Playing hard or not, the Mariners are well on their way to losing another series, having dropped two in Anaheim with two to go, and now are polsed to set anew dubious low. Never mind the 100-100 club, which would have to see the M’s go 5-11 to become the first team to ever lose 100 games while spending 100 million or more in payroll. That would be truly bad. But there is now an increasing chance the M’s will still become the worst team to ever sport a three-figure payroll (in millions). The most losses ever by a team spending $100 million or more is 95 by the 2002 New York Mets, who put down $117 million that year.
To avoid setting a new record of 96 losses, the M’s would have to go 10-6 over their final 16 games. Chances of that happening? Slim. Because when a team loses games in which it’s played rather well, like last night, the losses start to snowball when the team inevitably plays poorly. We’ve seen that happen all year long. I don’t necessarily agree that the M’s have fought the Angels tooth and nail in this series. Last night, yes, and I continue to be impressed by Ryan Rowland-Smith, who threw yet another “quality start”. Those of you who don’t like me using “quality start” stats, you’re free to go about your business. I’ll take the starter who goes six or more innings every time out while allowing three runs or fewer. Had the M’s had this all season long, they would likely have not been eliminated from playoff contention in August.
As for playing the Angels tough, being down 7-0 in the eighth inning on Thursday night doesn’t do that for me. So, with apologies to Jim Riggleman, I don’t concur. I know what the final score was and that K-Rod had to come in for one of his bogus saves. But a team is not playing competitive ball when it trails by a touchdown with two innings to go. We’ve seen the M’s make games like that look close all year. But the teams that go to the post-season are the ones that:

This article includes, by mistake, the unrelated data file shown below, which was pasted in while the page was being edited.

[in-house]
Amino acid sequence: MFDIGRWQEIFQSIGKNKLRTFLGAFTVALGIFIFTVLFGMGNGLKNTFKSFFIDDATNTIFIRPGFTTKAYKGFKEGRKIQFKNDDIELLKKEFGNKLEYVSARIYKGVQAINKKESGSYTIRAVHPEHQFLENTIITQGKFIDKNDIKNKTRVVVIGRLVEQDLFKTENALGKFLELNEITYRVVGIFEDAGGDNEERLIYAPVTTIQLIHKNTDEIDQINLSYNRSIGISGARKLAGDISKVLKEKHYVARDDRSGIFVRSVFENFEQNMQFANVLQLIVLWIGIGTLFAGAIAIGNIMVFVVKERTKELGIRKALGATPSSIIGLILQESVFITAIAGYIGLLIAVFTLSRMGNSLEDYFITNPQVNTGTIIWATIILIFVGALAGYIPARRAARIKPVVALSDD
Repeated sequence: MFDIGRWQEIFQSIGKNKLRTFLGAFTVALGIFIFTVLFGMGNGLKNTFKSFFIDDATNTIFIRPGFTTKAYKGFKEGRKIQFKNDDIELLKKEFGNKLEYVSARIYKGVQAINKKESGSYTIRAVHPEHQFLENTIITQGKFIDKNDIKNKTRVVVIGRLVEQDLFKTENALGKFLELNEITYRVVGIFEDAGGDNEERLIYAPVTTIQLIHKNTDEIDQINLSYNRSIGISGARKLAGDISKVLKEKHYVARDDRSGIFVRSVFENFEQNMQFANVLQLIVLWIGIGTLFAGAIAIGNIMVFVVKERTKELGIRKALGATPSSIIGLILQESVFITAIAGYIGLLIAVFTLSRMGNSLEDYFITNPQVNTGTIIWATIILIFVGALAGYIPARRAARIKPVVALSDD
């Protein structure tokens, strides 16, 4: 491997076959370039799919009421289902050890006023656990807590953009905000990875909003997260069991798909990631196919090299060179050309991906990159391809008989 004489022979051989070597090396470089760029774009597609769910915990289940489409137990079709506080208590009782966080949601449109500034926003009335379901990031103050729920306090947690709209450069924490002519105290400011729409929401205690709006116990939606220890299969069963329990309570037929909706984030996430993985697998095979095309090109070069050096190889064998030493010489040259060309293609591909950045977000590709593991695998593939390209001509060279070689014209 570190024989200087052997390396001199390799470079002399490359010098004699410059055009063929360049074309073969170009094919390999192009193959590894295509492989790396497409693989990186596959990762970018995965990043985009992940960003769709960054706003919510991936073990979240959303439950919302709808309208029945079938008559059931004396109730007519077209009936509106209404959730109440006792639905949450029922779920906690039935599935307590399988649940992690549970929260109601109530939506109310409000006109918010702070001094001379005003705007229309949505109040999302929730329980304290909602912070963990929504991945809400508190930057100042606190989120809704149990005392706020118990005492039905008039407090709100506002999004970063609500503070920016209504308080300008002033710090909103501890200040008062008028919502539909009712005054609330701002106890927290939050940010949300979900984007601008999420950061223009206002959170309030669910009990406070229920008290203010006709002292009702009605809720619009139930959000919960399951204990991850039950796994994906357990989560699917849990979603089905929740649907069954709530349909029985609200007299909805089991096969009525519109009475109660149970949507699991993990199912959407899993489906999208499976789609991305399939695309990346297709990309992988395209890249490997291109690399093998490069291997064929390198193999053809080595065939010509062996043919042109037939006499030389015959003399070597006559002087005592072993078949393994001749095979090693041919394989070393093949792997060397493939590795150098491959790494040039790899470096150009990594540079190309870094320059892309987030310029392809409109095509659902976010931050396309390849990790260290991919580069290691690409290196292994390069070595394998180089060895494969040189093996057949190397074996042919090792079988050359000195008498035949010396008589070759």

a) don’t trail 7-0 in the eighth inning
b) know how to finish off a comeback instead of merely looking good
Want this team to look better in the future? Start raising the bar when kudos are being handed out.
OK, enough of these non-races, or false compliments.
In our MLB2K season, things continue to go quite well for the Mariners, who have won 8 of 9 and remain in first place, a half-game up on the Rangers in a two-team AL West race. The Mariners just finished off the month of August, beginning a road trip to Toronto and New York with an 8-3 win in a Friday night series opener at the Rogers Center. J.D. Drew was the big hitter, with three home runs to move to 73 on the year and tie Barry Bonds for the single season record with a month to go. Edwin Encarnacion, another 50-homer guy on this team, added two more. Paul Byrd went 5 2/3 innings and allowed three runs to pick up the win, but needed 3 1/3 innings of shutout relief from Scott Schoeneweis to do it. Schoeneweis has now fanned nine of his first 23 batters faced with the M’s.
The M’s got to Blue Jays starter Randy Johnson quickly in this one, with Encarnacion hitting a two-run homer in the top of the first to open the scoring. Drew then added his first homer of the game to make it 3-0. Toronto got one back off Byrd in the bottom of the inning, but Encarnacion went deep again in the third with a solo shot and Drew added his second homer of the game moments later to make it 5-1 and finish Johnson off.
But it wasn’t over yet. The Blue Jays scored twice in the sixth off Byrd and had runners at second and third with two out when Schoeneweis was called upon. Schoeneweis struck Zobrist out and carried the 5-3 lead into the eighth. That’s when Drew struck again, hitting his third homer of the game to ignite a three-run rally by Seattle that put things away.
Schoeneweis went the distance from there, allowing only three hits over his 3 1/3 scoreless frames.
The upcoming middle game of the series is a treat. Carlos Silva takes the mound for the Mariners versus Blue Jays starter Jarrod Washburn. Hey, I’m not making this up. It’s what the computer slotted.